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Phoenix: Failed to Keep It Stupidly Simple

Phoenix was a SaaS app to send a last message to the people you love when you die. However, it was the app which died first.

Mexico
SaaS
No Need
No MVP Validation

Enrique Benitez

March 16, 2018

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Hello Enrique! What's your background, and what are you currently working on?

Hello! My name is Enrique, I'm a full-stack web developer and maker. I love to make and ship stuff! From idea to a fully working project.

Right now I'm working on growing my last project Spoil Your Enemies - a web app to send anonymous tv show spoilers via SMS!

About a year ago I launched my very first online project/startup called Phoenix, it was a SaaS web app that enabled you to send a last message to the people you love when you die ☠ (pretty weird, I know haha!)but the story wasn't so great.

What was Phoenix about?

Phoenix was a SaaS app to send a last message to the people you love when you die, you just entered the platform and start writing some messages (like an email) then you include the email of the people you want to send it when you die.

I got the motivation behind this one day I was thinking about death, and I thought: "One of the saddest things about death is that when you leave, you leave your ideas as well, your vision and the things you always wanted to say and do". Then I thought of a way to send whatever you want to the people you care about :)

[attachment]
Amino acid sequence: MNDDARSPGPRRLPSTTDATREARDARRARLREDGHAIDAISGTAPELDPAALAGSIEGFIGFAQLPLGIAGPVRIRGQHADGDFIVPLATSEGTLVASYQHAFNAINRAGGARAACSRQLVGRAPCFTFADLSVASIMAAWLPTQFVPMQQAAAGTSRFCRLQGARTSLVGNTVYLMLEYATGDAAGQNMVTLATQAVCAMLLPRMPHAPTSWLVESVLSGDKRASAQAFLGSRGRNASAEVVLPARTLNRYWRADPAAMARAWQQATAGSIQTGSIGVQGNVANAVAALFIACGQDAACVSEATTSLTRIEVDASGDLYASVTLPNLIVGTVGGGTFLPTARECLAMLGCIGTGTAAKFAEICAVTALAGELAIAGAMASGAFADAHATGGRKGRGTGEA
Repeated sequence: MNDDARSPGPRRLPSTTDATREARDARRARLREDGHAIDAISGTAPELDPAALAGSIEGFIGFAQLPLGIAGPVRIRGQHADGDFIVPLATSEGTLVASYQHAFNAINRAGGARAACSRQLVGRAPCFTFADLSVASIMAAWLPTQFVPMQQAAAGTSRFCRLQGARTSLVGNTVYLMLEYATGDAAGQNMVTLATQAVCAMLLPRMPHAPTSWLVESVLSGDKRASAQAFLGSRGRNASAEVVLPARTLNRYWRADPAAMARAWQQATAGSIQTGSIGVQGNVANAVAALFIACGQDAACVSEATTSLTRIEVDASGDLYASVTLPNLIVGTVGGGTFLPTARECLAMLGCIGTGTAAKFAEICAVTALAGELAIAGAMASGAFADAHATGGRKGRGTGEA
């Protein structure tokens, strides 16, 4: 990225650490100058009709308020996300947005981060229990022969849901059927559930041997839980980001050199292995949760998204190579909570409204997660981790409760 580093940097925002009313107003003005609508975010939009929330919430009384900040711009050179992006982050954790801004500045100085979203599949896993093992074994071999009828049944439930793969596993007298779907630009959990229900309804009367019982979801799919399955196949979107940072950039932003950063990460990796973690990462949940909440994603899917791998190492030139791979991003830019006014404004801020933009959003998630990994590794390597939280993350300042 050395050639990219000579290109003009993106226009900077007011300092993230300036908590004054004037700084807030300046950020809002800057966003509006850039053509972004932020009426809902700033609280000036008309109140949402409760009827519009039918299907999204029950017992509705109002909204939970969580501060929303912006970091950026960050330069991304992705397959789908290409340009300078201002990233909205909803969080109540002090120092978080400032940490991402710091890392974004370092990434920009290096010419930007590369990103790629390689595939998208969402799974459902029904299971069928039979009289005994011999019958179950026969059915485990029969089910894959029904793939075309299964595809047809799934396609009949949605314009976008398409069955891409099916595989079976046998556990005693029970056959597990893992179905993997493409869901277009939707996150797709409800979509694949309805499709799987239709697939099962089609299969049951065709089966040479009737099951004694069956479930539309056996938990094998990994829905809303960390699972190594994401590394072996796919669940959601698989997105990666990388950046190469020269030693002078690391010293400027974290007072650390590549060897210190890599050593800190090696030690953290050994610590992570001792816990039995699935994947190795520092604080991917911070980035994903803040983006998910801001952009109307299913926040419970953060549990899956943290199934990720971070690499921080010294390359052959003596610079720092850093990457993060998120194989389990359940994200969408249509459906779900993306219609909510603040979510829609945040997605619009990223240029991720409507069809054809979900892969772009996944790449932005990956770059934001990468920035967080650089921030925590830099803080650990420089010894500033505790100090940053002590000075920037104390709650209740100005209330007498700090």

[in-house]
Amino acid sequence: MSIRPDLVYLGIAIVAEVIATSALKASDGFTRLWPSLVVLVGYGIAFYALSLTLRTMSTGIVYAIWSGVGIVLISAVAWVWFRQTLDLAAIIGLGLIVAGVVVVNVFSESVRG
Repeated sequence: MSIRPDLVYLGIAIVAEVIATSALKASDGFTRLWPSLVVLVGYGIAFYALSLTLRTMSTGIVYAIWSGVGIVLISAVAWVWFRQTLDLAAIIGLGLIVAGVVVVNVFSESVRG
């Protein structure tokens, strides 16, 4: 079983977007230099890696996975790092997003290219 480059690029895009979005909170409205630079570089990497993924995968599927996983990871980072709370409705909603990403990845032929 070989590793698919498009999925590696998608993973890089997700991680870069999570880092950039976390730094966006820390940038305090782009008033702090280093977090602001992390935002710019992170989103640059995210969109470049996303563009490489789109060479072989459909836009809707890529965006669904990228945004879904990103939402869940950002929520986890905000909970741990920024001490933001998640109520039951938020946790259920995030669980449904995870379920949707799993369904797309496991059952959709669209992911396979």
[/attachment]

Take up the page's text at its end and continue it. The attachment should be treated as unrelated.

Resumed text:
I know what you are thinking, how the hell is Phoenix going to know when am I going to die? Well, pretty simple, there was a section in the app that acted like a button (I called it the Check-In) in there you just had to click on it to let Phoenix know you are still alive! If you don't press it after a year, Phoenix will suppose you're dead, and will send the letters!

How did you grow Phoenix?

The only thing I did was to launch Phoenix up to Product Hunt and Hacker News.

Apart from that, I did nothing, the reality is it didn't have a lot of traction (what I was solving anyway? what there a market?) but that's the cool thing about the story, I learned a lot, and I mean A LOT.

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Which was the problem with Phoenix? How did you realize?

Well, the first thing was the metrics (metrics don't lie). I had thousands of visits but only 45 sign-ups! Here's the break-down of the stats:

  • Sign-ups: 45 👥
  • Monthly expenses: around $30 💸
  • Total revenue: $0 💰

So it was a mess. I then realized a lot of things happened:

  • I didn't have a proper audience
  • Young people don't care about death as much
  • Old people do care about it, but don't know tech!
  • A bit "expensive" (around $30 per year, people were going to die anyway)

What were the mistakes you made?

Here's the good part for you, I made a lot of mistakes, here they are:

  1. It took me around half-a-year to build Phoenix, non-stop, coding all day and night, hours and hours of development (it was a rails app btw)
  2. Bought a not-so-cheap domain (.co)
  3. Hired a lawyer to help me with the legal stuff
  4. Opened a bank account exclusively for Phoenix and other legal stuff (taxes and so on)
  5. Bought an SSL certificate
  6. Didn't have Facebook/Twitter/Google Login
  7. Hired a designer to make my logo
  8. Bought custom icons
  9. Used the most expensive transactional email service (Postmark)